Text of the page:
Where Will the Income Come From?

Retirement Assets

When you leave your job, you may have several choices regarding your company's retirement plan savings:

  1. Leave the money where it is.
  2. Roll it over into an IRA or into your new employer's retirement plan, when you find a new job.
  3. Receive it in hand to spend or invest.

If you're happy where it is and the company permits, leave it there. If you want more investment flexibility and control, roll it over into an IRA (see the section on Rollovers to Your IRA). When you are reemployed, if you like the choices that your new employer's plan offers, move it there. But whenever possible, avoid spending it.

IMPORTANT NOTE: Limitations and restrictions may apply for the retirement options listed above. Using your retirement plan savings for non-retirement purposes should always be your last resort.

If you're really short on cash, you may have borrowing options in your 401(k) plan. Although not common, some employers will allow you to leave your retirement plan savings intact when you terminate employment prior to retirement, and allow you to borrow without considering it a withdrawal. (See the section on Borrowing from your 401(k) Plan)

IMPORTANT NOTE: Make sure you check the terms and conditions of your employer's 401(k) plan before your employment ends. If you have an outstanding loan when you leave, your retirement plan generally requires you to pay it back. If you can't pay the loan off, it will be considered a withdrawal of funds. If you're under age 59½, in addition to paying ordinary income tax, you'll have to pay a 10% penalty (with limited exceptions) on the taxable portion of the withdrawal.

Generally, if the amount in your plan is under $5,000, your account balance may be rolled over automatically to a designated IRA unless you elect to have the distribution transferred to a different IRA or a qualified plan, or to receive it directly. If you were born before 1936 and want to use ten-year averaging tax treatment on a withdrawal, your retirement plan account balance must be segregated from direct IRA contributions.

Once you move your retirement funds into an IRA, you no longer have the privilege of borrowing your money. If you need money, you'll have to withdraw it—and pay taxes and a possible penalty.

Some Exceptions to the 10% Early Withdrawal Penalty before Age 59½

The 10% penalty doesn't apply to:

  • distributions made after you, as an employee, separate from service during or after the year in which you reach age 55;*
  • distributions that you roll over to another retirement plan, tax-sheltered annuity, or IRA within 60 days;
  • distributions made due to disability or after the employee's death;
  • distributions for qualified medical expenses that exceed 10% of adjusted gross incomein 2020. (7.5% in 2019);
  • distributions after separation from service that are part of a scheduled series of substantially equal periodic payments (qualified plans only; i.e., this does not apply to IRAs);
  • certain distributions from an IRA used to pay health insurance premiums for certain unemployed individuals;**
  • distributions for higher education expenses of the taxpayer, or his or her spouse, children, or grandchildren;** and
  • distributions from an IRA to qualified first-time homebuyers up to a $10,000 lifetime "limit" (generally someone who has not owned a principal residence in the preceding two years).**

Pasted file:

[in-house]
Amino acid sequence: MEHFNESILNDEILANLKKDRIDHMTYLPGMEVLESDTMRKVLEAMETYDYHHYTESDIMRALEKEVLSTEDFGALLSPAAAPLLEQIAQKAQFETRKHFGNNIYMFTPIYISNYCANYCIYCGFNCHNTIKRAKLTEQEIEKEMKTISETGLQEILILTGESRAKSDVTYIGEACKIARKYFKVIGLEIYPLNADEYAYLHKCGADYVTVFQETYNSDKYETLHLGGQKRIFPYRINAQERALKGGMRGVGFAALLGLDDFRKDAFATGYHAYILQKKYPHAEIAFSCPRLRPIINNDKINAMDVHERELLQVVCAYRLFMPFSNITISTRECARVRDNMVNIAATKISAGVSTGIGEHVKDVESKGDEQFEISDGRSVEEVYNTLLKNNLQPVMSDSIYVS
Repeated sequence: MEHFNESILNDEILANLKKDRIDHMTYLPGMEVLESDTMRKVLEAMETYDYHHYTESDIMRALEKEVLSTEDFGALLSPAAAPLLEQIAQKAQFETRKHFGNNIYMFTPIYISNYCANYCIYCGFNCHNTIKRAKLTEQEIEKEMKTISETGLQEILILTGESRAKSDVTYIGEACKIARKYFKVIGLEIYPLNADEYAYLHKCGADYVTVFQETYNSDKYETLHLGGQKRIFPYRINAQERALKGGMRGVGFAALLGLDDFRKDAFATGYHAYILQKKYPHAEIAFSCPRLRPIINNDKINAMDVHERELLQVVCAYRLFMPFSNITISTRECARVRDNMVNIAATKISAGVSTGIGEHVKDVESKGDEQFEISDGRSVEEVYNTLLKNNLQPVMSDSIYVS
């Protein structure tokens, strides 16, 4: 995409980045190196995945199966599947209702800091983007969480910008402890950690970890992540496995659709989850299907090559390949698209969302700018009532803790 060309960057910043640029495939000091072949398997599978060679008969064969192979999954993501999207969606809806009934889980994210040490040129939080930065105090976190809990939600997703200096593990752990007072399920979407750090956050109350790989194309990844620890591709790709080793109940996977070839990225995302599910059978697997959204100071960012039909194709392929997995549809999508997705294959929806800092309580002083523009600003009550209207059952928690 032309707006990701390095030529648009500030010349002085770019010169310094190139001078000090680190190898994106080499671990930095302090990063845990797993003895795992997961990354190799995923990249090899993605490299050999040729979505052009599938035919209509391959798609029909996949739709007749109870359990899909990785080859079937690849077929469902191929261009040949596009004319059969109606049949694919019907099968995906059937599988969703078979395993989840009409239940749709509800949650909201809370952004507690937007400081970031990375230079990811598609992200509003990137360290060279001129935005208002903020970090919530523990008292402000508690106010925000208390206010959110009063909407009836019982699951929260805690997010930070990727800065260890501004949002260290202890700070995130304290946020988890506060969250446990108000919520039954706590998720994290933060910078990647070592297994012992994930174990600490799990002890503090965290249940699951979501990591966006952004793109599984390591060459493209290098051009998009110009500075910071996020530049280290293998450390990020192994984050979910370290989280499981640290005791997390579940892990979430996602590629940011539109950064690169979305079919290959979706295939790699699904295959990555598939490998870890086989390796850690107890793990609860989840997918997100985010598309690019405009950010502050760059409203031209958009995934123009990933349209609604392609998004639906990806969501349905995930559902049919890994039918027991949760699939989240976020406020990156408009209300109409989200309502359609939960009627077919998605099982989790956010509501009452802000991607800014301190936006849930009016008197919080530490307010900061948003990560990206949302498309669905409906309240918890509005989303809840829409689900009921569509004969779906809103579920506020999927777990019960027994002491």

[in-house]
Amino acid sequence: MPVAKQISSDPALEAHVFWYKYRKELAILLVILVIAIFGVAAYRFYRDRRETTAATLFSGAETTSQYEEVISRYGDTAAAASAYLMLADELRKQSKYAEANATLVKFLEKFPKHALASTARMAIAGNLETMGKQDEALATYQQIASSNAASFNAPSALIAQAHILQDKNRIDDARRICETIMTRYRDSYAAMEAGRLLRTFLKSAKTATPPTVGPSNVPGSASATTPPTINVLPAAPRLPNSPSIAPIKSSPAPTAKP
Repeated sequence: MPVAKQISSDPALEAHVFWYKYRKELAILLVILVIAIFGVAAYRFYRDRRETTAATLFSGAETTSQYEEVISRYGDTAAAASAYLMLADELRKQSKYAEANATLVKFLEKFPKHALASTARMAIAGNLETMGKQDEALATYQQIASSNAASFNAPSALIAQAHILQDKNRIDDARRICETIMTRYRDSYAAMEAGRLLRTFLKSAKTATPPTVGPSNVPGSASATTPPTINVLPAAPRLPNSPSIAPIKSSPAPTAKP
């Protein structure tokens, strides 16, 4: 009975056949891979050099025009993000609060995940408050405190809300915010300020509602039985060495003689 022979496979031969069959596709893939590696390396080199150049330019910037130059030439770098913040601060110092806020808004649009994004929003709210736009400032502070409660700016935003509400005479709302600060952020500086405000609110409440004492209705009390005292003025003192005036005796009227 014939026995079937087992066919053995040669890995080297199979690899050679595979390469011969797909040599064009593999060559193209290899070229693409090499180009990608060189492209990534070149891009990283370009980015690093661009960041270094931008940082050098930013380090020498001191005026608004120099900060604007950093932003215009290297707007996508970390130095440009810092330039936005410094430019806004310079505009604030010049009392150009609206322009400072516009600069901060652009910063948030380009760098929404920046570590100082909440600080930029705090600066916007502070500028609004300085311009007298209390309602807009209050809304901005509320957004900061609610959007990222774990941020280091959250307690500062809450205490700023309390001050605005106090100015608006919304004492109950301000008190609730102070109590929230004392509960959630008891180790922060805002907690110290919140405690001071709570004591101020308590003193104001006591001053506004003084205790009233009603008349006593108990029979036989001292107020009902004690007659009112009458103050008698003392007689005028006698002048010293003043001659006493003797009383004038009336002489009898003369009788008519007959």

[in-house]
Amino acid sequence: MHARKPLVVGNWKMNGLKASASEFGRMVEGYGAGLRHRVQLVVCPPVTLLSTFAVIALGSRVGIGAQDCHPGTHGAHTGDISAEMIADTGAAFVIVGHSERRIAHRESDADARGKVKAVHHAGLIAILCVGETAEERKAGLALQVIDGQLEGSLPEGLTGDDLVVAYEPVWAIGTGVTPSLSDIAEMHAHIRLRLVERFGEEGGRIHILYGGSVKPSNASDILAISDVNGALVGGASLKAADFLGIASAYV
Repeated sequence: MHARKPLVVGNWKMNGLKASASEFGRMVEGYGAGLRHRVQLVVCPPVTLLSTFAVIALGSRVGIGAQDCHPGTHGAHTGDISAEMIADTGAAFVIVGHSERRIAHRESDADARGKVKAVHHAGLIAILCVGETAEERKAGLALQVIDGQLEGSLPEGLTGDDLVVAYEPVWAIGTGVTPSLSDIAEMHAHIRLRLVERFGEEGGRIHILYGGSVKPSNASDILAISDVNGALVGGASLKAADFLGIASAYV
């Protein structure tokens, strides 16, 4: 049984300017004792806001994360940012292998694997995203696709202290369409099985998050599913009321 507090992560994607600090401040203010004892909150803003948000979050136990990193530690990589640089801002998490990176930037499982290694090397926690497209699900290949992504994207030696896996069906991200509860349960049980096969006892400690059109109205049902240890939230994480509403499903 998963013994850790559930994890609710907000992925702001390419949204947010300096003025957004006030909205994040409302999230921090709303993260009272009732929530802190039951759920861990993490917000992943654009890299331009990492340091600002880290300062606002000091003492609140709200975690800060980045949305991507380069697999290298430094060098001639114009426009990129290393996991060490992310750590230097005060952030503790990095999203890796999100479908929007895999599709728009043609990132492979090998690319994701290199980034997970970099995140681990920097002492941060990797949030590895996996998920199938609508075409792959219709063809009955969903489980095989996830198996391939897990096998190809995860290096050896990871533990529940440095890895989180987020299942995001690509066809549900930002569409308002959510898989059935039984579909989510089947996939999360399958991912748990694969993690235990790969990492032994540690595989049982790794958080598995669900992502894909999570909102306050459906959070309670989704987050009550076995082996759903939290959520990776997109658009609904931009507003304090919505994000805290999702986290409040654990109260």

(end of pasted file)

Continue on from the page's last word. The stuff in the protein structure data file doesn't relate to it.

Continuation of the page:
* This 10% penalty exclusion does not apply to IRAs.

** These 10% penalty exclusions apply only to IRAs.

Protect your Retirement Assets

One last word when leaving a job, particularly if you've been laid off: You may be tempted to use the money for day-to-day living expenses. Exhaust every other possibility before you withdraw your money. Between income taxes and a possible penalty tax, you will pay a tremendous price in both the short and long term if you invade your retirement account. Here's why:

Suppose you are 40 years old, you are in the 25% tax bracket, and you need $10,000. You have no other savings. You decide to withdraw $10,000 from your company retirement plan. You'll have to withdraw another $5,385, a total of $15,385 just to net $10,000. Why so much? The government requires you to pay income tax as well as a 10% penalty (assuming you're under age 59½). See above for information about exceptions to the 10% penalty.

How Much Will You Actually Have to Borrow to Net $10,000?

Withdrawal amount


minus income tax at 25%

$ 3,846

minus 10% penalty if under age 59½

$ 1,539



Since you are required to pay income tax and a penalty tax, it is actually costing you 54% more. That's the short-term effect of taking the withdrawal.

The long-term effect—assuming a 7% tax-deferred return and you don't retire until age 65—is that the $15,385 could have grown to $83,501 in 25 years.

SUGGESTION: If you're really short on cash and you need to pay bills, you have 60 days from when you receive the check to complete the tax-free rollover. You're also able to withdraw your funds from an IRA once every 12 months for a sixty-day period before putting it back into your IRA or transferring it to a new tax-deferred account. As long as you complete the transfer, you're home free. But if you can't come up with the funds, you'll owe taxes and get hit with the 10% penalty (with limited exceptions). If you must use the money temporarily to pay bills, your best bet is to keep the money in an IRA money market where you have easy access to it and withdraw only as much as you need. You also won't have to worry about a drop in price if you need to withdraw the funds, as you would if it were invested in stocks and bonds.

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